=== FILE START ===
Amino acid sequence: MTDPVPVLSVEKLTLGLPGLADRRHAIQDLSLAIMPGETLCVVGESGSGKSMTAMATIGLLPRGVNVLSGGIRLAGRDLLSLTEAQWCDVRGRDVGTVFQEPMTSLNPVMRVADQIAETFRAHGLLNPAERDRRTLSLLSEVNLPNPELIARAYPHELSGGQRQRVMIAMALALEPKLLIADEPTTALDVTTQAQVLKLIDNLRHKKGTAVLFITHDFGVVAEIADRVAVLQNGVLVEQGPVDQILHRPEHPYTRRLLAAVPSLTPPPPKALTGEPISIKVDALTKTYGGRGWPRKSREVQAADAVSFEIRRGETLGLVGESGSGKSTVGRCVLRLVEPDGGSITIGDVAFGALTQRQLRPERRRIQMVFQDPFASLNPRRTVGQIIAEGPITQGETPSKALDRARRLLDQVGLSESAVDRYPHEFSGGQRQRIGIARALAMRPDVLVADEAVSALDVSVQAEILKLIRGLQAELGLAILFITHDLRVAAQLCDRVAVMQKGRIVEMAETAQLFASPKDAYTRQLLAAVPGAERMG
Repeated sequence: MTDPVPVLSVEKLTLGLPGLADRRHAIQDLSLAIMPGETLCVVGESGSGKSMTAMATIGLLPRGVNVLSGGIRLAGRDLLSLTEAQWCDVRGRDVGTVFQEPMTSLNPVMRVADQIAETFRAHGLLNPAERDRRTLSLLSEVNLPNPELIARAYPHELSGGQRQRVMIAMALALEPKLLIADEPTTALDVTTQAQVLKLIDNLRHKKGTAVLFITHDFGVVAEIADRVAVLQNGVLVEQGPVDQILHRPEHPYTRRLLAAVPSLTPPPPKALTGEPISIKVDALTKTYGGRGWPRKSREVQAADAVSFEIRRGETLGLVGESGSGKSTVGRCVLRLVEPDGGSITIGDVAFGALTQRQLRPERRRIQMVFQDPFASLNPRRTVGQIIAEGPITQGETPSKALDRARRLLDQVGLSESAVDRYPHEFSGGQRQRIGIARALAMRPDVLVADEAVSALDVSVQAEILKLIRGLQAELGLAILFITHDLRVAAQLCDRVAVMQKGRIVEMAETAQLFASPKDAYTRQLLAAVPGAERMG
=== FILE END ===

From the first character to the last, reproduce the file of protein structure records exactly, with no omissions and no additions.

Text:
Amino acid sequence: MTDPVPVLSVEKLTLGLPGLADRRHAIQDLSLAIMPGETLCVVGESGSGKSMTAMATIGLLPRGVNVLSGGIRLAGRDLLSLTEAQWCDVRGRDVGTVFQEPMTSLNPVMRVADQIAETFRAHGLLNPAERDRRTLSLLSEVNLPNPELIARAYPHELSGGQRQRVMIAMALALEPKLLIADEPTTALDVTTQAQVLKLIDNLRHKKGTAVLFITHDFGVVAEIADRVAVLQNGVLVEQGPVDQILHRPEHPYTRRLLAAVPSLTPPPPKALTGEPISIKVDALTKTYGGRGWPRKSREVQAADAVSFEIRRGETLGLVGESGSGKSTVGRCVLRLVEPDGGSITIGDVAFGALTQRQLRPERRRIQMVFQDPFASLNPRRTVGQIIAEGPITQGETPSKALDRARRLLDQVGLSESAVDRYPHEFSGGQRQRIGIARALAMRPDVLVADEAVSALDVSVQAEILKLIRGLQAELGLAILFITHDLRVAAQLCDRVAVMQKGRIVEMAETAQLFASPKDAYTRQLLAAVPGAERMG
Repeated sequence: MTDPVPVLSVEKLTLGLPGLADRRHAIQDLSLAIMPGETLCVVGESGSGKSMTAMATIGLLPRGVNVLSGGIRLAGRDLLSLTEAQWCDVRGRDVGTVFQEPMTSLNPVMRVADQIAETFRAHGLLNPAERDRRTLSLLSEVNLPNPELIARAYPHELSGGQRQRVMIAMALALEPKLLIADEPTTALDVTTQAQVLKLIDNLRHKKGTAVLFITHDFGVVAEIADRVAVLQNGVLVEQGPVDQILHRPEHPYTRRLLAAVPSLTPPPPKALTGEPISIKVDALTKTYGGRGWPRKSREVQAADAVSFEIRRGETLGLVGESGSGKSTVGRCVLRLVEPDGGSITIGDVAFGALTQRQLRPERRRIQMVFQDPFASLNPRRTVGQIIAEGPITQGETPSKALDRARRLLDQVGLSESAVDRYPHEFSGGQRQRIGIARALAMRPDVLVADEAVSALDVSVQAEILKLIRGLQAELGLAILFITHDLRVAAQLCDRVAVMQKGRIVEMAETAQLFASPKDAYTRQLLAAVPGAERMG